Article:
Can You Take Antidepressants While Pregnant? Here's What This OB/GYN Advises

If you've been prescribed antidepressants, you know that the right dosage may be all that separates you from enjoying things that other people take for granted, and feeling like you can barely get through the day. Or worse: Depression can lead to suicidal thoughts or actions (per Web MD). So what would make you think twice about taking your medication? Pregnancy.

In an interview with The List, Zaher Merhi, MD, HCLD, FACOG, a fertility expert at New Hope Fertility Center, explained, "Maternal depression and other mood disorders, such as anxiety, can have devastating effects on the pregnant woman. Indeed, suicide exceeds hemorrhage and hypertensive disorders as a cause of maternal mortality."

Your doctor will screen for depression and anxiety at least once during your prenatal care. As many as 9 percent of women will deal with depression during pregnancy, according to Merhi. "Some of the reasons that are associated with depression during pregnancy include unintended pregnancy, single status and lack of social support, history of depression, life stresses in general, domestic violence, and lower income," he explained.

The antidepressants that are the most and least safe to take during pregnancy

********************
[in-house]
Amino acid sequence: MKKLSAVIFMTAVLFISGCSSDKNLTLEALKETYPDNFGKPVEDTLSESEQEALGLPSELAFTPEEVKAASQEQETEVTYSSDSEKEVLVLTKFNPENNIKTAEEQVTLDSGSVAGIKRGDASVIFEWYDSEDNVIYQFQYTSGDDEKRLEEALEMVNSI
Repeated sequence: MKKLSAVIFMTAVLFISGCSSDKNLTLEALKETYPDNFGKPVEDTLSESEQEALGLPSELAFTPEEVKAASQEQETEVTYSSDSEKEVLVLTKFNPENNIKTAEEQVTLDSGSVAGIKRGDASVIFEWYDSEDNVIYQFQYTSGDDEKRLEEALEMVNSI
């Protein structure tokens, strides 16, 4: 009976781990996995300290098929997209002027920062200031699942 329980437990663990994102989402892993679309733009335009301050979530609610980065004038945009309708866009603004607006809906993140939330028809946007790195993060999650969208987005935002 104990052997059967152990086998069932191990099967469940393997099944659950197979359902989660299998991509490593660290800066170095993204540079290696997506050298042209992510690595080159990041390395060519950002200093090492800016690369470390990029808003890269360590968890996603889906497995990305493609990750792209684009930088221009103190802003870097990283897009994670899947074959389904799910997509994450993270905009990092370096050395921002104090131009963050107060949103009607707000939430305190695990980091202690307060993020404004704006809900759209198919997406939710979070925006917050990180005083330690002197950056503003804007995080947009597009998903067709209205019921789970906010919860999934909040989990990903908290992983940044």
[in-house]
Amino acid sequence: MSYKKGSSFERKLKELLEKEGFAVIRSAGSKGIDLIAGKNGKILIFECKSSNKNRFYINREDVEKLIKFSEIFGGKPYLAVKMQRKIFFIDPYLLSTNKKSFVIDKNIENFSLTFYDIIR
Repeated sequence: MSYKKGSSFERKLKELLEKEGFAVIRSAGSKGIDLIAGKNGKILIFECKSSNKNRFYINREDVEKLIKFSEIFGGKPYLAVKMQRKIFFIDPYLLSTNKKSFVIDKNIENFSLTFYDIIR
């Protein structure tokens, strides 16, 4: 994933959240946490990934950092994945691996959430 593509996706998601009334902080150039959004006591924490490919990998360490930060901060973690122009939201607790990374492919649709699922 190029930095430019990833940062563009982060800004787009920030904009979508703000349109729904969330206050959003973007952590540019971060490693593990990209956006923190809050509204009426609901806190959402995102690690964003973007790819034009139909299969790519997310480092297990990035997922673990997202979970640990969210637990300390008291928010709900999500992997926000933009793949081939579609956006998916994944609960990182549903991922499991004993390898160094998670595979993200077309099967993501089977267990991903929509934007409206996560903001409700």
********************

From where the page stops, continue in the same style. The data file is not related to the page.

Merhi describes antidepressants as being on a spectrum rather than "safe" or "unsafe." Drug safety in pregnancy is classified by the FDA using categories — for instance category A means that controlled studies show no risk to an unborn baby. Category B means that there's no evidence of risk in humans; bupropion is an example. Most antidepressants fall in category C, in which risk cannot be ruled out. These include sertraline, fluoxetine, duloxetine, venlafaxine, escitalopram, trazodone, citalopram, and amitriptyline. Lithium, meanwhile, is category D, which means there is positive evidence of risk. 

Moms-to-be taking these medications need to discuss their conditions with their obstetricians to weigh the pros and cons of staying on their current prescription, taking a lower-risk option, or seeking non-medical therapies, Merhi added. "Based on the severity of the mental health problem, the provider should decide whether the use of antidepressants and other mood stabilizers are worth taking the risk of medication side effects," he explained. "For example, if a pregnant woman verbalizes a plan to attempt suicide, it is imperative that she would be on medications and probably admitted to a hospital for observation."

Merhi said non-medical interventions may help, too, such as meditation, yoga, exercise, healthy eating, and taking supplements.